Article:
100 Years Ago

The following news items are reprinted from the Manistee Daily News for the week ending of Sept 14, 1912:

“William Halliday of Chicago, who is the moving spirit in one of the biggest summer resort projects yet tackled around Manistee, is expected in town next week.

“Halliday has purchased about 500 acres of land, mostly fronting on Lake Michigan, around Bar Lake and north of there for a distance of two miles.

“A. C. Christenson, who has handles a great deal of local business for Halliday, said today, ‘In fact I don’t believe they have decided themselves whether they will build cottages and rent them or whether they will sell the property outright.

“It is reported that Halliday will dredge out Bar Lake and construct a channel into Lake Michigan so that the lake may be used as a port for yachtsmen.

“The body of Edwin Johnson, a woodsman employed at one of the Sands’ Lumber camps, will be buried here Sunday afternoon. The man was instantly killed Wednesday morning when a tree fell on his head.

“All over town windows are sticking, floors are sticking, drawers won’t open. Mold forms on everything from books to bread.

“It is caused by the humidity in the atmosphere.

“Relief isn’t in sight, either.

“Rollo Britten of Boston arrived last night to take the position of editor of the Daily News, succeeding Dudley A. Siddall, who on Sept. 22, will take the telegraph desk of the Grand Rapids Evening News. Bitten is a nephew of Herbert L. Harley.

“It cost $8,000 more to run the city schools during the year 1911-12 than it did the previous year, according to a report made by the finance committee lf the board of education at the board meeting last evening.

“The increase was explained as due to extensive repairs in the schools and to the fact that the primary fund issue now paid in only at the end of the year, instead of twice a year as formerly.

“It was voted to open each school not oftener than once a month to the Parents’ and Teachers’ association for evening meetings.

“‘The board recognizes the good of these meetings in bringing school and public closer together,’ said one of the members, ‘but feels that if meetings are held more frequently lighting and janitor expenses will be excessive.’

“Supt. S.W. Baker of the city schools stated today that the high school enrollment this year will be the largest in the history of the school. According to Baker figures, 335 students are now taking the courses in the high school.

“Apparently students in the high school intend to take advantage of the agricultural course, which was added to the curriculum this year. Thirty-two were on the enrollment yesterday. Baker expects that this number will be increased to 40 before next week is over.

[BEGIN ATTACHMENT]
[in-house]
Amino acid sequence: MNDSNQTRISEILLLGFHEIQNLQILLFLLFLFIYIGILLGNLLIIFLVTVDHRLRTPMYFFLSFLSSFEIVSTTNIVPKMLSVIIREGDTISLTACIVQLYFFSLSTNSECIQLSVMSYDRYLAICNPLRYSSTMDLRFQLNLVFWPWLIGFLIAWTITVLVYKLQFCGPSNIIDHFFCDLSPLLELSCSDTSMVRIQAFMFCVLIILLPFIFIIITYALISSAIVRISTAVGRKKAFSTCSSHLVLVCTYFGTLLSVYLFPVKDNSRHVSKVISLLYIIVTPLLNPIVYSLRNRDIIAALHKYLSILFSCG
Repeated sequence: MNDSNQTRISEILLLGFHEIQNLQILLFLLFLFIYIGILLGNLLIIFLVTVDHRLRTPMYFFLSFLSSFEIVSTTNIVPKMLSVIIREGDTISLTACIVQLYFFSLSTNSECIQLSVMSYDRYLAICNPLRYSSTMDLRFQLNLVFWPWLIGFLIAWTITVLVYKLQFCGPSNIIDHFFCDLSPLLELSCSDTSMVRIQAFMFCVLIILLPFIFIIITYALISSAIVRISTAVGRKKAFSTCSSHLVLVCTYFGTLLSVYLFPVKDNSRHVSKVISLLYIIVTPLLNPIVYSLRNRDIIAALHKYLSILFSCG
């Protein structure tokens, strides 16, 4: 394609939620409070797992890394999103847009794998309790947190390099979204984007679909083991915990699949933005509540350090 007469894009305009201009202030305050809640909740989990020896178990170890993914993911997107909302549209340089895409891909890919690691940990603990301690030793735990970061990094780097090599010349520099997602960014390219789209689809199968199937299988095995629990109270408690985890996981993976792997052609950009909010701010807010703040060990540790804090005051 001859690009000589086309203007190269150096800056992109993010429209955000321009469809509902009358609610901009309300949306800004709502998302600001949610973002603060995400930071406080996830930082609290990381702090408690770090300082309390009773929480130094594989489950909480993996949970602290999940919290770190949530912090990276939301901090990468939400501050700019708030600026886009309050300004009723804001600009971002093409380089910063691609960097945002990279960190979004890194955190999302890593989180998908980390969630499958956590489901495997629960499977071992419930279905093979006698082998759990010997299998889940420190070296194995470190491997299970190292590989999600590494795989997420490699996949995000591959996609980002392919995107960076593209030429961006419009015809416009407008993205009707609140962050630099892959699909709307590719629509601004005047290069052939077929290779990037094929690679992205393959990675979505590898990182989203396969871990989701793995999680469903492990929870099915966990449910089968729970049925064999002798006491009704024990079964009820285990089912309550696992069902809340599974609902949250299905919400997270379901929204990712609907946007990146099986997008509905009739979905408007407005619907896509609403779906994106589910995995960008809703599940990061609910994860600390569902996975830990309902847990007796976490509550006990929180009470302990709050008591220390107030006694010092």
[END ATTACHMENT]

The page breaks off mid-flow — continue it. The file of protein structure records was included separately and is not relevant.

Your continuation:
“W. H. Graham and Roy Overpack left this noon for Lansing to represent the Manistee board of trade before the state railroad commission tomorrow when the matter of the recent raise in local telephone rates will be taken up.

“Manistee spectators at yesterday’s game at Ludington in which the Champs trimmed the Mariners 7 to 2, are raving mad today as the result of a one-sided battle with about 25 Ludington hoodlums who lined the dock and heaved vegetables and fruits of unpleasant age and odor at the PERE MARQUETTE steamer NO. 4 as she backed away from the dock after the game.

“The scrap was a repetition of previous ones that have occurred between residents and ardent fans of the two towns in past years. A number of dresses were badly soiled. One or two men were struck with hunks of coal.

“Supt. Baker made public for the first time today the list of pupils who were neither tardy nor absent in the Manistee public schools during the school-year 1911-1912. There are 119 pupils in the list.

“Manistee shivered today, in spite of the cloudless sky. But news dispatches from other parts of the state indicate that this section of the country is getting all the best if it at the hands of the weather man.

“In Grand Rapids several have died from the heat within the last 48 hours while many others have prostrated.

“Overcoats made their appearance in large numbers on local streets today. Mittens’ll be in style before long.

“Signs of the time are appearing in local clothing store windows, where the fuzzy fall hat has taken the place of the straw and Panama.

“Well, the crucial day is here.

“Promptly at 1:45 o’clock this afternoon the Champs and the Resorters lined up for the opening game of a series that promises to decide the Michigan State league pennant.

“Weather conditions aren’t bad, although a day made to order would have been a bit warmer.

“More than 200 Traverse City fans came in on the noon train for the doubleheader this afternoon.

“‘WANTED–Boy for delivering. Thos. Andresen, 321 Sixth Street.’

“That little Daily News ad appeared for the first time last night. This morning Thorwald E. Andresen called up.

“‘Say! Take that as out of the paper will you? I know it’s three times for a quarter, but — take it out!’

“He was tickles, pleased, charmed, and delighted.

“We’ve been looking for help for three weeks,’ said Andresen. ‘Couldn’t get a boy anywhere. We tried the ad and before 8 o’clock this morning about 15 lads showed up to pick from. The ads work alright.’

“Roy Overpack and W.J. Graham, who day before yesterday appeared before the state railroad commission to present Manistee’s side in the battle with the Bell Telephone company over the raise in rates, have returned home. The case will be taken up again on Sept. 30.

“G.M. Wilde was the first witness for the Michigan State Telephone company. He gave the history of the telephone business in Manistee, saying the first telephone was established in 1877 at an annual rental of $48.

Compiled by Teena Kracht from the newspaper archives of the Manistee County Historical Museum.

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